Bayesian analysis is an approach to statistical analyses that is based on the Bayes's law, which states that the posterior probability of a parameter p is proportional to the prior probability of parameter p multiplied by the likelihood of p derived from the data collected. This increasingly popular methodology represents an alternative to the traditional (or frequentist probability) approach: whereas the latter attempts to establish confidence intervals around parameters, and/or falsify a-priori null-hypotheses, the Bayesian approach attempts to keep track of how a-priori expectations about some phenomenon of interest can be refined, and how observed data can be integrated with such a-priori beliefs, to arrive at updated posterior expectations about the phenomenon.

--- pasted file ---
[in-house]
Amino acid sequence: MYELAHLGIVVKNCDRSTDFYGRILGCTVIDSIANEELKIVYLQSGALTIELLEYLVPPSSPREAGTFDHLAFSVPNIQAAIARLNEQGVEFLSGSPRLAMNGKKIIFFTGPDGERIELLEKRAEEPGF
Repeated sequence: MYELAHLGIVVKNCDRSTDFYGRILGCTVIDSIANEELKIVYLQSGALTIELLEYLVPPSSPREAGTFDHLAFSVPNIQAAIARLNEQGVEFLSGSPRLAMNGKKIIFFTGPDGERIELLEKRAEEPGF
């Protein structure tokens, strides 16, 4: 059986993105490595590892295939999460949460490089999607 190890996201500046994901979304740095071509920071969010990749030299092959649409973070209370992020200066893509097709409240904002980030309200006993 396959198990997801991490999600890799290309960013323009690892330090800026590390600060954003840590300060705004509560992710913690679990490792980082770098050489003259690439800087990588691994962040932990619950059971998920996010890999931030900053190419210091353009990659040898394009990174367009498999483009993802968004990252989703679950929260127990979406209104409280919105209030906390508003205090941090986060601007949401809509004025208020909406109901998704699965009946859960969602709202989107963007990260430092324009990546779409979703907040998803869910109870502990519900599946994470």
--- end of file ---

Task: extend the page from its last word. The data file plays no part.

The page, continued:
A good metaphor (and actual application) for the Bayesian approach is that of a physician who applies consecutive examinations to a patient so as to refine the certainty of a particular diagnosis: The results of each individual examination or test should be combined with the a-priori knowledge about the patient, and expectation that the respective diagnosis is correct. The goal is to arrive at a final diagnosis which the physician believes to be correct with a known degree of certainty.